I still blows me away that my husband was born under a dictatorship. It sounds so foreign, so other, so distant, and yet the truth is that it was right here, not very long ago at all. Rodolfo’s memories are of normal childhood things, but those experiences took place under a dictatorship.
The complexity of Chile’s past makes it a topic worth hours of discussion, but the extremely simplified version is that, from 1973 to 1990, Chileans lived under the rule of dictator Augusto Pinochet. During this time period, human rights atrocities were committed, and Chilean society, while no longer reeling, is still wobbling slightly from the effects. Museo de la Memoria y los Derechos Humanos, the Museum of Memory and Human Rights, bring visibility to those atrocities and their victims.
I finally found the time to visit during a friend’s brief trip to Santiago. He and I studied here together in 2005, and much of our weekend consisted of not only showing his girlfriend the city but also showing him everything that’s changed. It’s a lot, including the museum, which opened in 2010.
Photos aren’t allowed inside, which meant that I was free to observe. Museo de la Memoria takes you through the dictatorship both chronologically and thematically through different media – newspaper clippings, personal interviews with torture victims, documentary footage.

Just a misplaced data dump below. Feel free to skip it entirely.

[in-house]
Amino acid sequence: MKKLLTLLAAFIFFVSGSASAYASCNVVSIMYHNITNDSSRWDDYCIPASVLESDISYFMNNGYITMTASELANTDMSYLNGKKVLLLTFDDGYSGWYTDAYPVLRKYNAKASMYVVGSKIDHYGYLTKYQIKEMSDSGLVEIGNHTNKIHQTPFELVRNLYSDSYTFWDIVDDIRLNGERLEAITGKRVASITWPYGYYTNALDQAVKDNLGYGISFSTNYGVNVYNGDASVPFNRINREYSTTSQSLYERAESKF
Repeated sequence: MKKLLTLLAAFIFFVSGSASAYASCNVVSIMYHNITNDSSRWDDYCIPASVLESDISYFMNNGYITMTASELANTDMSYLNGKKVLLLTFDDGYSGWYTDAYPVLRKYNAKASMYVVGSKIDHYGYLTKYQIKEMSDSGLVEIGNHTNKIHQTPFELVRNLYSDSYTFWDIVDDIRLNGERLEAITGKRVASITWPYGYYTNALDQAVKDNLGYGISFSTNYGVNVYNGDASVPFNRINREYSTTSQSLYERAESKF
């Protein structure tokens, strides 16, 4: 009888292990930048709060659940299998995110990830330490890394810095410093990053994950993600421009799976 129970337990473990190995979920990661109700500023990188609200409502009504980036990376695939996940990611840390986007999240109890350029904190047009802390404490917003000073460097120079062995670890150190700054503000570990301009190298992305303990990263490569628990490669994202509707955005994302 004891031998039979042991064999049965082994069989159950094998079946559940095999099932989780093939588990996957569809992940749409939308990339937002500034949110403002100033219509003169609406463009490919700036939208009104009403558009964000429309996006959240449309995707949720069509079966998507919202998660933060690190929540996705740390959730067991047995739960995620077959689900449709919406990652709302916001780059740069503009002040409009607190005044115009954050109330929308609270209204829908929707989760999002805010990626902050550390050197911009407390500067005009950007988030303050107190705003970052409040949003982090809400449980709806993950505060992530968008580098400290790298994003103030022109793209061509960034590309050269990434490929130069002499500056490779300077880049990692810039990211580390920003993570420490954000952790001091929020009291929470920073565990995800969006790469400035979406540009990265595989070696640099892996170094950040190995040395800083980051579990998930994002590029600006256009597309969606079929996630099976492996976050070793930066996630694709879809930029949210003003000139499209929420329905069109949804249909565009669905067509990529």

Some of the latter shocked me. I had heard the story of Pope John Paul II’s visit to Santiago. A sign at the sanctuary on top of Cerro San Cristóbal mentions the mass he gave there. But it’s one thing to know your history and another to see the pope tell thousands of people that love is greater, practically begging them to hear him, at the same time that the crowd is dissolving into police and protester violence.
Museo de la Memoria showed me other familiar stories in a new way. Reading the account of someone taken from his home in the dead of night to a concentration camp is sobering. Watching, however, as a man is escorted by police officers in broad daylight, surrounded by a crowd chanting “murderers! murderers!” is surreal. Surely they’re just taking him in for questioning, if this is all so public? The video continues to the next day, as his wife breaks down after having identified his body.
A visit to Museo de la Memoria isn’t exactly uplifting. Despite that, I think it’s a very interesting opportunity for tourists looking to understand the history of the place they’re visiting (get an audio guide or take a tour unless you speak Spanish). For those of us who live here, Chilean or foreign, it’s a chance not only to remember what we know and those who suffered but also to reconfirm a commitment to moving Chile forward.
More in this series:
Saturday in Santiago